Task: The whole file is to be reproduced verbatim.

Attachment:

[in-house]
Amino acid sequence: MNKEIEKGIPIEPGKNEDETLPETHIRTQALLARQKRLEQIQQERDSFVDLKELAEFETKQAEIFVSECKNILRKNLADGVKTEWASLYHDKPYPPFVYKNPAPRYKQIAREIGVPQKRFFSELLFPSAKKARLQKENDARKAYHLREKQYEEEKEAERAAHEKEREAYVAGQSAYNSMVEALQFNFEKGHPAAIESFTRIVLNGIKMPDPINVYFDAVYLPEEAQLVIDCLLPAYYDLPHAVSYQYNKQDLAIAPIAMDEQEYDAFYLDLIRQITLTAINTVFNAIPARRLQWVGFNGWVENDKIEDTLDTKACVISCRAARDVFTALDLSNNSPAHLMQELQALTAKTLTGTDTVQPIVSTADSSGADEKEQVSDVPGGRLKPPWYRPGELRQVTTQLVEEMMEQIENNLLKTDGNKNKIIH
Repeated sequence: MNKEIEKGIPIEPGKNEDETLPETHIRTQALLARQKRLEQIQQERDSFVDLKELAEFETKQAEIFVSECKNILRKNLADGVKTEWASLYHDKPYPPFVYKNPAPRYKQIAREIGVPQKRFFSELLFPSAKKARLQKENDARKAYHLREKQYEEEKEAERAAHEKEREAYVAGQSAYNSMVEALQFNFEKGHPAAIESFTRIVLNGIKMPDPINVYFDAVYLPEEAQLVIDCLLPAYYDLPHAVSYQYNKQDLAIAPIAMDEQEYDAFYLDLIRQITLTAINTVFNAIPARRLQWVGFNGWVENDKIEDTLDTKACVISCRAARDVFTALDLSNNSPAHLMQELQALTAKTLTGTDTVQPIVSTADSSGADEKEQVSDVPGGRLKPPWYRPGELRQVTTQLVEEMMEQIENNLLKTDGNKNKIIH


[in-house]
Amino acid sequence: MNKEIEKGIPIEPGKNEDETLPETHIRTQALLARQKRLEQIQQERDSFVDLKELAEFETKQAEIFVSECKNILRKNLADGVKTEWASLYHDKPYPPFVYKNPAPRYKQIAREIGVPQKRFFSELLFPSAKKARLQKENDARKAYHLREKQYEEEKEAERAAHEKEREAYVAGQSAYNSMVEALQFNFEKGHPAAIESFTRIVLNGIKMPDPINVYFDAVYLPEEAQLVIDCLLPAYYDLPHAVSYQYNKQDLAIAPIAMDEQEYDAFYLDLIRQITLTAINTVFNAIPARRLQWVGFNGWVENDKIEDTLDTKACVISCRAARDVFTALDLSNNSPAHLMQELQALTAKTLTGTDTVQPIVSTADSSGADEKEQVSDVPGGRLKPPWYRPGELRQVTTQLVEEMMEQIENNLLKTDGNKNKIIH
Repeated sequence: MNKEIEKGIPIEPGKNEDETLPETHIRTQALLARQKRLEQIQQERDSFVDLKELAEFETKQAEIFVSECKNILRKNLADGVKTEWASLYHDKPYPPFVYKNPAPRYKQIAREIGVPQKRFFSELLFPSAKKARLQKENDARKAYHLREKQYEEEKEAERAAHEKEREAYVAGQSAYNSMVEALQFNFEKGHPAAIESFTRIVLNGIKMPDPINVYFDAVYLPEEAQLVIDCLLPAYYDLPHAVSYQYNKQDLAIAPIAMDEQEYDAFYLDLIRQITLTAINTVFNAIPARRLQWVGFNGWVENDKIEDTLDTKACVISCRAARDVFTALDLSNNSPAHLMQELQALTAKTLTGTDTVQPIVSTADSSGADEKEQVSDVPGGRLKPPWYRPGELRQVTTQLVEEMMEQIENNLLKTDGNKNKIIH